This question could be asked of so many things, but here today I’m talking about those tiny yucky (or are they) things that take over our bodies… parasites, germs, microbes, viruses… the hidden enemies.
We learned as children to ‘WASH YOUR HANDS’ before dinner, and to shower and bathe ourselves to be ‘clean’ and avoid sickness, but then we grew up and hand sanitizer started coming on the scene. I remember once as a kid we went to an amusement park where instead of sinks there was a hand sanitizer station outside the bathroom. I watched as several people lined up, got their little squirt of sanitizer and then moved on to join the fun and enjoy their own trip. I personally was totally disgusted by this sight. When you kill the germs on your hands but don’t wash them off, you can actually cause them to mutate and even if they did die, you are still walking around spreading your germs around to everything you touch. Did some pee splatter and get on your hand, did some of that poop manage to get through the toilet paper (a small amount you can’t even see, but you can smell it if you tried)? Yeah, you go and eat those nachos right after using the bathroom… its gross I tell you!
Then one day I saw this video on YouTube. https://youtu.be/5DTrENdWvvM
This was so interesting that I went out and started reading and watching all I could about it in my spare time. I even found a group that specializes in the microbiome for birth. I watched the MicroBirth video, and went out and bought a copy of it. Truly incredible information in it. But the biggest take away was that germs are not bad. Yes some germs can overproduce and cause illness, but some actually teach our immune systems how to fight off illness as infants. The microbiome that we receive in birth from our mother will serve us for the rest of our lives. As we encounter new germs we are not familiar with they will pair with our immune systems and if we are healthy they will be sure that this new germ doesn’t cause us harm.
This got me questioning other bad guys. Viruses. Viruses will damage us, cause us sickness and even in some cases death. That is why they created vaccines. No this is not a discussion on vaccines, but it is a discussion about fear. We create new preventions because we don’t want to be sick, we put our bodies through certain things in order to prevent illness. Some people choose to vaccinate, others choose not to, but in one sense we are all the same, none of us want to get sick. The market for ‘cures’ has always been huge, no one wants illness. So we started a war on viruses and germs, and anything that causes sickness.
But are Viruses and sickness as bad as we make them out to be? There are some claims that “fever-inducing infectious childhood diseases [can] reduce[ing] subsequent cancer risks” (https://childrenshealthdefense.org/news/natural-measles-immunity-better-protection-and-more-long-term-benefits-than-vaccines/). So if diseases might possible have a protective effect on us, why are we so scared? There are so many reasons, which I don’t have time to get into, but I do want to say one more thing.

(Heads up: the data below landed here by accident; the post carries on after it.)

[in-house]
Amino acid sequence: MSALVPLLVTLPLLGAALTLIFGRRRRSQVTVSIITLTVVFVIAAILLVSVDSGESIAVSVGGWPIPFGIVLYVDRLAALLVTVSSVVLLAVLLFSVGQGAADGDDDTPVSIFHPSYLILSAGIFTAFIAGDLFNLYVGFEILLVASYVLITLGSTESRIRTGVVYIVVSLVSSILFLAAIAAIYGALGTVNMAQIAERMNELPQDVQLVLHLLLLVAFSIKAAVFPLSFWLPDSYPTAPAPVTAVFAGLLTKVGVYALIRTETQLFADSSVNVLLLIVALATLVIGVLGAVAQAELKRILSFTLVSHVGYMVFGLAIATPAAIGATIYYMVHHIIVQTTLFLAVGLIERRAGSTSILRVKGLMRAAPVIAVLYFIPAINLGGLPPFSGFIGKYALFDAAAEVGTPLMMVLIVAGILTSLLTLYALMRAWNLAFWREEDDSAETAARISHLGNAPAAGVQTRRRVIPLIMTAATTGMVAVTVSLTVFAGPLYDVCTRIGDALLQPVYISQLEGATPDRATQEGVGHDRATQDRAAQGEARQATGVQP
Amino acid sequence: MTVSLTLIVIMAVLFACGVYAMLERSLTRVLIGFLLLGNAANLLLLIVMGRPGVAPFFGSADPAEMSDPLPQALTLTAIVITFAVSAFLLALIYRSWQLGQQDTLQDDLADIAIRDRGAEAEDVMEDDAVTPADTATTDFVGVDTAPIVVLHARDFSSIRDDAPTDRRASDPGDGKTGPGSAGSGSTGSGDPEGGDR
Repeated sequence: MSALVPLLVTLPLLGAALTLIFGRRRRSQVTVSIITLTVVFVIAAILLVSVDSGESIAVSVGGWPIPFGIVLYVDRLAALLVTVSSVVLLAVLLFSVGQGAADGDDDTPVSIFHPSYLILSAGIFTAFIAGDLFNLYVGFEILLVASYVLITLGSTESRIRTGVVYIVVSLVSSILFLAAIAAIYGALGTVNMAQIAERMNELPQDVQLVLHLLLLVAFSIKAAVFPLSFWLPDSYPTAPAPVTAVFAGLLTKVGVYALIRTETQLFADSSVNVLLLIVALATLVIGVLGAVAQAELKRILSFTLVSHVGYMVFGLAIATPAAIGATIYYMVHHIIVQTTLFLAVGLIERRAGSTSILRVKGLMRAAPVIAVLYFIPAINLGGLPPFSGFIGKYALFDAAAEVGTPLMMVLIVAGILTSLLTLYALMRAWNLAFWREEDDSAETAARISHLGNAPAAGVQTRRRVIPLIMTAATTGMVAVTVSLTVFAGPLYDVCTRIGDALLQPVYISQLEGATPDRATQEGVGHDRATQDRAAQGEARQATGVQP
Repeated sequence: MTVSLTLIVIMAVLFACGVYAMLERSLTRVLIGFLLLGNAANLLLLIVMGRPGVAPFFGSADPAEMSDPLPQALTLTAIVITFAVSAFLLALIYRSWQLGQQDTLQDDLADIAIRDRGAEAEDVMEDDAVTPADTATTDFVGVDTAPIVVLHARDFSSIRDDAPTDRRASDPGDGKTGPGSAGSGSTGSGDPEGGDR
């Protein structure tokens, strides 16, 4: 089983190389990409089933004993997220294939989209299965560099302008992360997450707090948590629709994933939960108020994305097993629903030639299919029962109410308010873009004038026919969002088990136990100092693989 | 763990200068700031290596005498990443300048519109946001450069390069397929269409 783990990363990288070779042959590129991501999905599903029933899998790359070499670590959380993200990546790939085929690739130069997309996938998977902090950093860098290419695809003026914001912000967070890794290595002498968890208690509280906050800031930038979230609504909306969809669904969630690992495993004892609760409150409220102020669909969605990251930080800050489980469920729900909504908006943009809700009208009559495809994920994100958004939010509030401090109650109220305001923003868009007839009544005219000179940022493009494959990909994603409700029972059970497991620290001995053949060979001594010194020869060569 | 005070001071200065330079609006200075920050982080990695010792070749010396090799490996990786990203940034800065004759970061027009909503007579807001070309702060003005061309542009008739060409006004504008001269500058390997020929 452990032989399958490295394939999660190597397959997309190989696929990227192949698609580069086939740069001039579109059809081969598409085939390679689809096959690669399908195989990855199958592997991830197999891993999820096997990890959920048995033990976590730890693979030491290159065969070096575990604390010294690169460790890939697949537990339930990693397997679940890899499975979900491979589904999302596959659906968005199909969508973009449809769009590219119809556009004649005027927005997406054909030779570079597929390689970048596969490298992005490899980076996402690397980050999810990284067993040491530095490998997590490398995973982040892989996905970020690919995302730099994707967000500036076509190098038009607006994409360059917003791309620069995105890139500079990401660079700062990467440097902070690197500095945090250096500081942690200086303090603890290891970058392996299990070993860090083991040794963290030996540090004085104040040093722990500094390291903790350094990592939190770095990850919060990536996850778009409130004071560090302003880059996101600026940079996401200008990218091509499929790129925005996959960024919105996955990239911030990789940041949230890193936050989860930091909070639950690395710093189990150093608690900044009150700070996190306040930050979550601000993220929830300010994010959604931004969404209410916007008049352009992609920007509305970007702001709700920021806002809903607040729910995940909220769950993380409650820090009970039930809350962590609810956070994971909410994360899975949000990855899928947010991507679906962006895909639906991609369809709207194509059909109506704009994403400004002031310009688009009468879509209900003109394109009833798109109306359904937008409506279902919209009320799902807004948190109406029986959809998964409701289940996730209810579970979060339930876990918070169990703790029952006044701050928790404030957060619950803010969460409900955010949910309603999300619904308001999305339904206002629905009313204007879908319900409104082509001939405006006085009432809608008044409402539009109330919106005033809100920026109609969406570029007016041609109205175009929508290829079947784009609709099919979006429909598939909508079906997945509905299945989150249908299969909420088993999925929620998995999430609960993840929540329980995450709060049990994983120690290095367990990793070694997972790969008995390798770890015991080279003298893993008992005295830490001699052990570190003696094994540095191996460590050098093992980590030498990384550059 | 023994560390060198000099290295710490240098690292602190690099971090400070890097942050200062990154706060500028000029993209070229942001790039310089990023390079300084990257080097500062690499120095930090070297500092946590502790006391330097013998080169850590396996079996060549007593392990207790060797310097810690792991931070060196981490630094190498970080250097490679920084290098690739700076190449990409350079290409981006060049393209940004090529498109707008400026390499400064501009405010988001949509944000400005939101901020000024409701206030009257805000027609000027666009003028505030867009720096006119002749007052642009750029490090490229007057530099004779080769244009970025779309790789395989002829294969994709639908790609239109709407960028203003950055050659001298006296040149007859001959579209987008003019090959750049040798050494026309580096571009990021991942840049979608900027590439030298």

I’ve been reading Anatomy and Physiology for Midwives by Jane Coad and found some very interesting things. First I need to tell you about a conversation I was having with a fellow student. She told me that her mom periodically purges her body of parasites, a practice that is often recommended in other countries, and is routine prenatal care in some countries as well. I wondered out loud, to her disgust, if parasites had any purpose that was beneficial to our bodies. Then at least a month later I read about a parasite that enters certain snails and make their shell harder, thereby protecting them. WOW! What else do parasites do? Honestly I don’t know. I actually doubt seriously that there is much research on the benefits of parasites.
Here is the second thing I found in Jane Coad’s book, Sickle cell anemia, which I have learned affects certain groups of people more strongly than others is something to be weary of while treating pregnant women in the prenatal period, because thin blood could equate higher risk of hemorrhage, and no one wants that. BUT Sickle cell anemia is actually beneficial to people who live in malaria zones in the world. This disease that can cause lead to hemorrhage actually has a benefit. I want to be clear I’m not advocating for sickness, and I’m not saying it is safe to have sickle cell anemia and have a home birth, each particular case, each situation that we come across in life needs to be looked at as a stand alone case, and dealt with according to what would best work for that particular person or family… BUT why are we so scared of disease? Why are we worried about death? When everything, in the right time, the right place and the right situation CAN be beneficial… maybe it isn’t, but maybe, just maybe whatever you are facing today that seems overwhelming and about to sink your ship, maybe it is going to be the thing that brings you new joy, new revelation, and new hope for tomorrow.
Have a Cherished Birth!